Fall is definitely my favorite time of year. When the summer heat breaks and the air becomes crisp, there’s a sense of starting fresh, reflecting on the past season, and looking forward to the future. I can understand why so many cultures celebrate the autumn equinox, which marks the first day of fall, every September. Whether it’s called Mabon or the Autumn Moon Festival, the start of this new season is certainly an auspicious occasion.
Autumn in Balance
The word “equinox” comes from the Latin æquinoctuium, which itself came from æquus (“equal”) and nox (“night”): “equal night.” It refers to the twenty-four-hour period—which occurs twice a year, in spring and fall—in which there are twelve hours of daylight and twelve hours of night, according to ReligiousTolerance.org. However, the experts at TimeandDate.com reveal this idea of the day and night being perfectly in balance during the equinox as a myth: during the autumn equinox, they write, the lengths of night and day are nearly, but not entirely, equal, because the sun takes longer to rise and set in places farther away from the equator.
The equinox really refers to the time, twice each year, when the sun crosses the celestial equator and moves southward in the northern hemisphere. The earth’s axis of rotation is then perpendicular to the line connecting the centers of the earth and the sun. The 2010 fall equinox will occur at exactly 7:09 p.m. (PST) and 10:09 p.m. (EST) on September 22.
A Bewitching Celebration
Perhaps the best-known tradition surrounding the fall equinox in the United States is that of the neopagans, mostly Wiccans. Wicca is loosely based on ancient Celtic beliefs, symbols, and practices, with the addition of more recent Masonic and ceremonial magic, according to ReligiousTolerance.org. Wiccans view time as circular—as opposed to the linear time of monotheistic religions—and the equinoxes are part of the solar (yearly) cycle.
The autumn equinox, usually called Mabon (after the Welsh god of the harvest), is the second and main Wiccan harvest festival. Wiccans may celebrate Mabon the evening before, at sunrise on the day of, or at the exact time of the equinox. As witch and Wicca expert Dianne Schure explains, “Modern pagans (and I’m using that term as a catchall) are a group with sufficiently varied traditions. Not all of them would celebrate in the same way.”
Corn Dollies and Burning Men
Burning Man, in Nevada’s Black Rock Desert (also known as the Playa), is a large annual event that stems from the neopagan equinox tradition (though most “Burners” wouldn’t consider themselves witches). Burning Man’s website warns, “Trying to explain what Burning Man is to someone who has never been to the event is a bit like trying to explain what a particular color looks like to someone who is blind.” But Oberon Zell-Ravenheart, a well-respected member of the Wiccan community, according to Schure, writes in Creating Circles & Ceremonies that Burning Man has its roots in the European custom of the corn dolly, a man-shaped doll fashioned from the last sheaf of harvested grain. Traditionally, the spirit of the grains resided in the doll, which members of the community dressed up in nice clothes and addressed by name. They then burned the doll to release the spirit, amid much rejoicing. Sometimes the spirit of the grain was released by burning a large wickerwork effigy, much like the eponymous Burning Man sculpture that’s the focal point of the Burning Man festival each year.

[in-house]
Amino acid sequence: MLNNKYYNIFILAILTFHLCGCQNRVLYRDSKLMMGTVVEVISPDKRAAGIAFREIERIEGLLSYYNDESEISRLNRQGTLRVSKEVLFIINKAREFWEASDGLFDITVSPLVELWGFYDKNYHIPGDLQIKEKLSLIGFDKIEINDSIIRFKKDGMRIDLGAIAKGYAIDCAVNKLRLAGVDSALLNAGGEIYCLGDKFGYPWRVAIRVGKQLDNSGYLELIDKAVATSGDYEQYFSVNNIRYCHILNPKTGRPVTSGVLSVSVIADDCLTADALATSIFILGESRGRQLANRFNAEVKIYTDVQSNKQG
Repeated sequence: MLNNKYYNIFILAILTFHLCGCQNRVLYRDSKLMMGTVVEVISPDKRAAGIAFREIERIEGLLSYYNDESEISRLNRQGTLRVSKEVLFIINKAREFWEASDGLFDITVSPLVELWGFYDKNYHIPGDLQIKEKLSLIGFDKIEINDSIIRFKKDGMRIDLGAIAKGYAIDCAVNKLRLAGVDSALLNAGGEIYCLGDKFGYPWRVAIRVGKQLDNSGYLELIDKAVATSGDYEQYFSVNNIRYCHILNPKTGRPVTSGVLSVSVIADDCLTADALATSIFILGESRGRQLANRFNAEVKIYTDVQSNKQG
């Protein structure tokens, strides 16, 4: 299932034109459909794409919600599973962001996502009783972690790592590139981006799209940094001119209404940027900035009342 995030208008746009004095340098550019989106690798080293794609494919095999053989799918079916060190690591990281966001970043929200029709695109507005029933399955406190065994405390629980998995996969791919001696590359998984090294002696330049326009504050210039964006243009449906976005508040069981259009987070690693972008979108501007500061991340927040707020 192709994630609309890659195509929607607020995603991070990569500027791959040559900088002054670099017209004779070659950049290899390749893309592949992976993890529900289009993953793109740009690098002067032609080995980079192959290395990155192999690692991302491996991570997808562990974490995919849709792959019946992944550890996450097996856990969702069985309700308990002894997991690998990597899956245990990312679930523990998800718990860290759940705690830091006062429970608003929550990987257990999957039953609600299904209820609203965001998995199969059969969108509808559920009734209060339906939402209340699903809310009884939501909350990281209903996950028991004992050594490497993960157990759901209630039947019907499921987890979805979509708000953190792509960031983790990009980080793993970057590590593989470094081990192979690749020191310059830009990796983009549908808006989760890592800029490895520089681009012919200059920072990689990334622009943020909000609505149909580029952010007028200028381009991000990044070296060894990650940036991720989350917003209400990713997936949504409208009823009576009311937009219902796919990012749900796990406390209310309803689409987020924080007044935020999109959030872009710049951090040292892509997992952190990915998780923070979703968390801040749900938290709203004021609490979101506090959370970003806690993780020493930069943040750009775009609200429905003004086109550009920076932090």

A Time to Reflect
For Japanese Buddhists, the spring and fall equinoxes are both six-day celebrations (three days before and three days after the equinox itself), called the Higan-e. Higan means “other shore” in Japanese, and the six days represent the six perfections—giving, observance of the precepts, perseverance, effort, meditation, and wisdom—needed to transition from samsara (the cycle of death and rebirth in the material world) to nirvana (a transcendent state of perfect happiness).
During the six days of each equinox, observers of the holiday repent for past sins and pray for enlightenment in the next life. They also take time to remember the dead and to pay visits to family graves. Since the equinoxes are supposedly the most temperate times of the year, Japanese Buddhists regard them as ideal moments to reflect on the meaning of life, according to ReligiousTolerance.org.
Outside the United States, the largest fall equinox celebration happens in China: the Autumn Moon Festival. Within the United States, Chinatowns—like the one in San Francisco, California—explode with celebrations during this ancient holiday to mark the beginning of autumn, the bounty of the summer harvest, and the full moon.
During the Moon Festival, the Chinese eat moon cakes, of which there are many variations. According to MoonFestival.org, the Guangzhou version, which is the type Westerners know, is a round or square cake, filled with sweet lotus paste and salted duck eggs, with a soft, golden-brown exterior. The cake is customarily cut into quarters, thus causing the yolk to resemble a full moon.
According to one of many legends, the moon cake was invented as a way to honor the moon goddess, Chang-Er (sometimes, Chang-E). Because the moon represents yin, the female principle in Chinese philosophy, women take center stage during the Moon Festival.
To Everything, There Is a Season
’Tis the season for autumnal equinox festivals around the world and across cultures. Even if you celebrate by catching summer’s last rays or digging your winter clothes out of storage, know that you’re part of an age-old international tradition of welcoming the first day of fall.